Georgia ReportNews

Drug Testing for Food Stamps? Lawmakers Never Learn

The people we send to the state capitol to pass our laws have always reminded me of a goofy, floppy-eared puppy that keeps making “mistakes” as it romps inside the house. No matter how many times you rub their noses in it, they never seem to learn from their mistakes.

We were reminded of this again last week when state officials were told that the law they enacted this year requiring some food stamp applicants to take a drug test is illegal. The U.S. Department of Agriculture told the Department of Human Services that federal policy prohibits all states from mandating drug testing of food stamp applicants and recipients. “Requiring SNAP applicants and recipients to pass a drug test in order to receive benefits would constitute an additional [requirement for] eligibility, and therefore, is not allowable under law,” said the letter from Regional Administrator Robin Bailey to DHS Commissioner Keith Horton.

Gov. Nathan Deal referred the issue to Attorney General Sam Olens, who advised the governor that Georgia cannot legally proceed with the drug testing law. “The state must comply with the terms and conditions of the federal program, or risk potential loss of the federal funding for the program [over $3 billion annually],” Olens said in his letter to Deal. “Challenging this federal provision would not uphold the rule of law; it would undermine it.”

This was the second time in two years that a Georgia law requiring drug tests for recipients of public benefits has been junked. In 2012, Deal signed a bill that would have required persons applying for welfare benefits to pass a drug screening test. Opponents of the measure said at the time it would never withstand legal review and would ultimately be thrown out in the federal courts.

The state delayed implementing that bill because a similar welfare drug testing law had been challenged in Florida. A panel of appellate court judges unanimously rejected the Florida law on the grounds that it violated the constitution’s Fourth Amendment protections against unreasonable searches. Georgia’s law never went into effect.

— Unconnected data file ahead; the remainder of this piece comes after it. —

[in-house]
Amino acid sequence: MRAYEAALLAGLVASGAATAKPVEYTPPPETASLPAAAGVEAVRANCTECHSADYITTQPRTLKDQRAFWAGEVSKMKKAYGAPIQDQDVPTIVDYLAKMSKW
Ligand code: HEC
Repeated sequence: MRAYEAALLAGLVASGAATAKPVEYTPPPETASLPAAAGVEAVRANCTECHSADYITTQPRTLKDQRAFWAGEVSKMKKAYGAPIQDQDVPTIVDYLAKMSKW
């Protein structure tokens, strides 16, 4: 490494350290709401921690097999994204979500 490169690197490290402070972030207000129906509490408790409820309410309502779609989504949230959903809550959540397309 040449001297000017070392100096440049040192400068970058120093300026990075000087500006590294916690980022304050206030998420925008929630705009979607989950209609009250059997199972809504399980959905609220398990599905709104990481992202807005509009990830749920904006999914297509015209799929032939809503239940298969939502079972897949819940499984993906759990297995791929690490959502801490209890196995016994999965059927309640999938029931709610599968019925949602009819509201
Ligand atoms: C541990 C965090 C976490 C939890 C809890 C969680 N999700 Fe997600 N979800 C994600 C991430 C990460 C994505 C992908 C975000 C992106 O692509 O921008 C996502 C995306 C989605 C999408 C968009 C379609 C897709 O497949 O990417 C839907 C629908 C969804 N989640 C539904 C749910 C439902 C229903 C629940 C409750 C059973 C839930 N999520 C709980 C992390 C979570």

You’d think lawmakers would have learned their lesson from that experience. You would have been wrong. One of the legislators who did not heed the lesson was Rep. Greg Morris (R-Vidalia), the sponsor of the drug testing measure.

There was no pressing need to enact the bill in the first place. Georgia is the only state, in fact, that has passed a law to require drug tests for food stamp applicants.

Morris introduced the bill in January after he learned he would have opposition in the upcoming Republican primary race from a tea party-backed opponent. Regardless of the bill’s legal soundness, it has already served its political purpose: Morris won the May 20 primary election by a margin of 71 votes and is assured of reelection to another term.

“I believe the bill will withstand a court challenge and believe the state of Georgia should defend suspicion-based drug testing,” Morris said. This legal wisdom was offered by a legislator who is not an attorney.  Without being too unkind to Morris, let me suggest that he may not be the best person to consult on legal questions.

Rep. Mary Margaret Oliver (D-Decatur), on the other hand, is one of the smartest attorneys in the General Assembly. When the current drug test bill was being debated, she tried to warn lawmakers that the measure was going to run into legal problems. “It cannot be sustained by any court,” Oliver told her House colleagues. “This is not a risk [of losing in court]—this is a certain ending of defeat.”

She was correct, of course, but no matter. The House and Senate passed the bill anyway, proving the original point that some people just never learn.